There were almost 4.5 million dog bites in the United States during 2012.
Almost one in five of those people bitten – 885,000 – required medical attention.
Between 2005 and 2012 there were 251 people in this country who were killed as the result of dog bites. Of those, 151 or 60 percent were killed by pit bulls even though the breed accounts for roughly one percent of the nation’s dog population. Next on the list is Rottweilers at 32 deaths or 13 percent of all dog bite fatalities.
In 2012, four Californians died from dog bites.
Some 27,000 of those bitten each year undergo reconstructive surgery.
Those are all statistics gleaned from a rather neutral source – the Centers for Disease Control and Prevention.
The Insurance Information Institute reports there were $497 million in payouts for dog bite claims in 2012, up from $413 million the previous year. State Farm Insurance alone had 3,800 claims costing $109 million in 2011 compared to 3,500 claims costing $90 million in 2011.
California in 2012 had 527 of those claims costing insurers $20.3 million.
I’ve been bitten three times (we’re not talking nipped) and charged three times by aggressive or vicious dogs. Two bites required medical attention. The worst, ironically, was by a Chihuahua that a lady near a school let out her front door to do its thing which ended up being taking a bite out of my heel and drawing blood I was jogging in the street.
The most recent incident involved being charged by pit bulls. Once was in my front yard as I was watering with my back turned. A neighbor prevented the attack. The other – also in my neighborhood – was a loose pit bull who charged both myself and my two Dalmatians as I was walking them on a leash.
I’ve been much more fortunate than others including an elderly man who was mauled a few years back while walking near a city park. There are cases every year of kids being attacked — and needing surgery — from dogs of all breeds.
There are definitely vicious dogs in the Valley.
But you don’t know where they are until you are attacked or charged by them.
Orange County Supervisors are mulling putting in place a website accessible map that informs citizens exactly where known vicious and potentially dangerous dogs reside.
Orange County had 2,384 dog bites in 2012, up from 2,281 the previous year.
Currently there are 150 dogs vicious and potentially dangerous dogs in Orange County that have been identified by law enforcement. Those dogs declared vicious have either killed or maimed someone. Potentially dangerous is defined as a dog that has charged or attacked someone on two separate occasions over three years.
It is obvious that leash laws, neutering and spaying ordinances and such are far from 100 percent effective. The same is true of sexual predator laws. Megan’s Law at least gives you the chance to be aware of sex predators in your neighborhood. The same could be said of a vicious and potentially dangerous dog site.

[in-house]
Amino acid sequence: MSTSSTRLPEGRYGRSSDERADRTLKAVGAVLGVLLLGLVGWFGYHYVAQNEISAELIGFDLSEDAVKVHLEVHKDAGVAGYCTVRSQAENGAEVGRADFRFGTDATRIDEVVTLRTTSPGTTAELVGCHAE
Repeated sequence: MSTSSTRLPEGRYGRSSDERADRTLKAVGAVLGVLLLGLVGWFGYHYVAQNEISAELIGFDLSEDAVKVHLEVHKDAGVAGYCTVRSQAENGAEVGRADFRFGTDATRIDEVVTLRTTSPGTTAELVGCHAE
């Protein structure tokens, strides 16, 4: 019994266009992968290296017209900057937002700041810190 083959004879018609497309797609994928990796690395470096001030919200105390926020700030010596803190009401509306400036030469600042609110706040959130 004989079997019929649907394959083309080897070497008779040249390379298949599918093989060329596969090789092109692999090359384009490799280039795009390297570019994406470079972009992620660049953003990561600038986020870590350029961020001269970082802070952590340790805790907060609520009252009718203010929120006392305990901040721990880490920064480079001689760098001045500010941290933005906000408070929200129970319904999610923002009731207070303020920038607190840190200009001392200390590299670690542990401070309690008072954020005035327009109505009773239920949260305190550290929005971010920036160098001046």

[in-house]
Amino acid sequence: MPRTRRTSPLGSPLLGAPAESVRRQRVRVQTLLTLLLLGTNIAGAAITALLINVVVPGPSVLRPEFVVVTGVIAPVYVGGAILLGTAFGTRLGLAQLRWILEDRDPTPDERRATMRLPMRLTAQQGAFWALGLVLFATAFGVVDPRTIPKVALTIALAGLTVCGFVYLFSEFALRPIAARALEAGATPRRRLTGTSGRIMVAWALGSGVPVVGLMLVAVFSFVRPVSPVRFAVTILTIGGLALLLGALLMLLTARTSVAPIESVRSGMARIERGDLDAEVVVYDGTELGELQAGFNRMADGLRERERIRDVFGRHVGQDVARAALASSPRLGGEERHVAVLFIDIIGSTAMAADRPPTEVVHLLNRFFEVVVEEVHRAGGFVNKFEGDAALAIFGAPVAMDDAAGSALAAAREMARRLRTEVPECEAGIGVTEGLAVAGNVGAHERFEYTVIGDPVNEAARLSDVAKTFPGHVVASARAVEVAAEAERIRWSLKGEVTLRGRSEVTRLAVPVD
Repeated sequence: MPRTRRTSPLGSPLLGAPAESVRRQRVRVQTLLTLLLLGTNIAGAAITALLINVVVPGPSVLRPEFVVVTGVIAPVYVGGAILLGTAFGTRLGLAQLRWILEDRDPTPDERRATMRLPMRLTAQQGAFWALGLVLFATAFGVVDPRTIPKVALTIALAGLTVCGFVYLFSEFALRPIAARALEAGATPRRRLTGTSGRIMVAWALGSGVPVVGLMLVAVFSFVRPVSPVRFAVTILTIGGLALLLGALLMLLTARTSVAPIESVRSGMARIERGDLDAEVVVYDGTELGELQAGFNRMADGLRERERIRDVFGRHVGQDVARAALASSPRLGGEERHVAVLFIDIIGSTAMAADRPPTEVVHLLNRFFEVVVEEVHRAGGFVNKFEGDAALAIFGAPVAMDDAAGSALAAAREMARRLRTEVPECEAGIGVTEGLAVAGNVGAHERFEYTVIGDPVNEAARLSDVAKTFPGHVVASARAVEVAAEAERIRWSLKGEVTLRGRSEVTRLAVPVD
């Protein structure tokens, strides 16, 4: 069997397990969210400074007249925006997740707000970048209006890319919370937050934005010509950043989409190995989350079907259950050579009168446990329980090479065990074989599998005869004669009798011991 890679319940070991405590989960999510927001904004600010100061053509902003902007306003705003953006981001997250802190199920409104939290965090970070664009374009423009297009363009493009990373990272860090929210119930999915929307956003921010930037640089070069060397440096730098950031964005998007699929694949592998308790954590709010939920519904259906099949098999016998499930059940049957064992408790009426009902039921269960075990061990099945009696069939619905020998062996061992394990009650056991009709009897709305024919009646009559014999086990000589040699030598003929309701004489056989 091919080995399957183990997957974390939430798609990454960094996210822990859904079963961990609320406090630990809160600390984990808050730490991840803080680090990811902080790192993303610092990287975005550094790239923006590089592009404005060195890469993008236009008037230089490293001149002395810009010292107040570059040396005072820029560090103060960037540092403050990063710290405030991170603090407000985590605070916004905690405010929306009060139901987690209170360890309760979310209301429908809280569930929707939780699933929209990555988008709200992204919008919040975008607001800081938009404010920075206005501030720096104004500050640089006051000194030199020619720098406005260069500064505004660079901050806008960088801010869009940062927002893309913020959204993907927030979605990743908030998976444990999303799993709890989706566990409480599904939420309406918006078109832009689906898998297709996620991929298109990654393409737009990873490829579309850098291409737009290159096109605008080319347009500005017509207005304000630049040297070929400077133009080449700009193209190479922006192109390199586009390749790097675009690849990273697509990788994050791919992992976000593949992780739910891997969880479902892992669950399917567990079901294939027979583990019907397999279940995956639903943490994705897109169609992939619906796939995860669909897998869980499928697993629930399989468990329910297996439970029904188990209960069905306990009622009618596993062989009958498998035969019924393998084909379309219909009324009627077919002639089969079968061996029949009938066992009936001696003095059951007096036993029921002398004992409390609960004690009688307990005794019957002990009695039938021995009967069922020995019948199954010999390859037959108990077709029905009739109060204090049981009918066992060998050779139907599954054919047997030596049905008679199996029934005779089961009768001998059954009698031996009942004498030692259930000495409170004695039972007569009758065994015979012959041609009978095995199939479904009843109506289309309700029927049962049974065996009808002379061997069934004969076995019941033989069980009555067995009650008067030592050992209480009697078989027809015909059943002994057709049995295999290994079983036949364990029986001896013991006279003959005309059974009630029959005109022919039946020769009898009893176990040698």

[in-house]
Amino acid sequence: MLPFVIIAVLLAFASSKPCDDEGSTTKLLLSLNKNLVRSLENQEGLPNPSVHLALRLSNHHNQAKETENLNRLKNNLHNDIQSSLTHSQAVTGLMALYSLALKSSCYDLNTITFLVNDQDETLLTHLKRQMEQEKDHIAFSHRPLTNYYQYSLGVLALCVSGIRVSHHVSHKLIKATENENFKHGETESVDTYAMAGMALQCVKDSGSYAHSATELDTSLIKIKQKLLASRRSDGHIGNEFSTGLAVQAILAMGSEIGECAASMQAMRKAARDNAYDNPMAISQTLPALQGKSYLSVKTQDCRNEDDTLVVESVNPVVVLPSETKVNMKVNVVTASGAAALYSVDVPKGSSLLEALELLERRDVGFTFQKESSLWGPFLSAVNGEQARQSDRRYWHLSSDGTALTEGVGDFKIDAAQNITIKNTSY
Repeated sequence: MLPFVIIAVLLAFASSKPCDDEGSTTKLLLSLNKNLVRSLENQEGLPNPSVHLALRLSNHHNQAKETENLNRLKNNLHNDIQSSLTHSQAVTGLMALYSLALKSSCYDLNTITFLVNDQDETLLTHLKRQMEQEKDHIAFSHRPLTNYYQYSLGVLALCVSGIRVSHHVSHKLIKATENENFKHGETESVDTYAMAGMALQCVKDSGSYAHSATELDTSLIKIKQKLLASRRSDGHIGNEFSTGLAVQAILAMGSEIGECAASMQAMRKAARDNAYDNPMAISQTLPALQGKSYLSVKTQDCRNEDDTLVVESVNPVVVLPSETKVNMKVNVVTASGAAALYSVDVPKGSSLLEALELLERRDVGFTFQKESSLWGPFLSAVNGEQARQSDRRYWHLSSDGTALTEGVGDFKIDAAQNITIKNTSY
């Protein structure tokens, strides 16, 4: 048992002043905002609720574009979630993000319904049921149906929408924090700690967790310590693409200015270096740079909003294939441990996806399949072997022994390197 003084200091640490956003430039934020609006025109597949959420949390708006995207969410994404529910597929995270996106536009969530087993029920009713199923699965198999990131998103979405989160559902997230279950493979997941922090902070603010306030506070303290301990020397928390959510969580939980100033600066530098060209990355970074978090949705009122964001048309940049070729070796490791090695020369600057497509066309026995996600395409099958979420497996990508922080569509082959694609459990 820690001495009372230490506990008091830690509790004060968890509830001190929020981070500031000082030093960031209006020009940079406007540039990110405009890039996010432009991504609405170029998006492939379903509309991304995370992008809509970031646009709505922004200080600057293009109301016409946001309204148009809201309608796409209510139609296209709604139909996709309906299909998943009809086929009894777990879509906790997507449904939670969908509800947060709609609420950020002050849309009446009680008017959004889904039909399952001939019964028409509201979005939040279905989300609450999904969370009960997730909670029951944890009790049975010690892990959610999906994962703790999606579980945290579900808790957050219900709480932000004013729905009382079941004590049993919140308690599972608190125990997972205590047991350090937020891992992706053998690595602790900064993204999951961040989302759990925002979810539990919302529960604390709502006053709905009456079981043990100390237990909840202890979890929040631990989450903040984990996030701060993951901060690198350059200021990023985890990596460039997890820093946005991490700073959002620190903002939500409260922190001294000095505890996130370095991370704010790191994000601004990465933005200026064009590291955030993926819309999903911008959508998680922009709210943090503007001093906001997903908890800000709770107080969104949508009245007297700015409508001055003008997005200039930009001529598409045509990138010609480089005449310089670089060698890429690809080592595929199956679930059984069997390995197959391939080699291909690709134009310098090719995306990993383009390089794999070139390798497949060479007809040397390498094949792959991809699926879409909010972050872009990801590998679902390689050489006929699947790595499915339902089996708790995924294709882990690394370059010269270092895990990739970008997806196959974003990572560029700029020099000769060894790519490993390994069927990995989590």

While pit bulls are the No. 1 focus of vicious and potentially dangerous dog concerns, it is true that by far all pit bull dogs aren’t vicious. But due to the way they are built they have the potential to be the most dangerous. Add to that irresponsible owners and you have all the ingredients for a tragedy.
Yes, irresponsible owners are guilty here. But that said, people still have the right to be made aware of when such a dog who was more likely than not was conditioned to be vicious and dangerous by their owner lives nearby.
Such a website could also go a long way to cleaning up the tarnished image of pit bulls by culling out the bad apples created by bad owners. I did not report either charge by the pit bulls to law enforcement authorities. In both cases there were witnesses that could collaborate the incident.
As such, those incidents would have qualified to make the dog that I believe was the same in both cases as one that is identified as potentially dangerous under the rules as outlined by Orange County.
A website would raise the awareness of potentially dangerous dogs and prompt more people to report incidents. The next logical step would be an ordinance where a potentially dangerous dog that has three such verified incidents that involve a bite or charging verified by independent witnesses reported against them is then taken from their owner and not returned.
Consider it a canine “Three Strike” law.
The city could work with rescue operations for the specific dog breed to see if they can be taken and possibly trained not to be vicious. The dogs definitely wouldn’t be returned to the community or anywhere else for that matter unless they receive retraining.
If they can’t be retrained, then they need to be put down.
I like dogs. My two nutso Dalmatians attest to that.
But I have no right to imperil the heath and lives of others by being an irresponsible dog owner.
This column is the opinion of Dennis Wyatt and does not necessarily represent the opinion of The Journal or Morris Newspaper Corp. of CA. He can be contacted at email@example.com or 209-249-3519.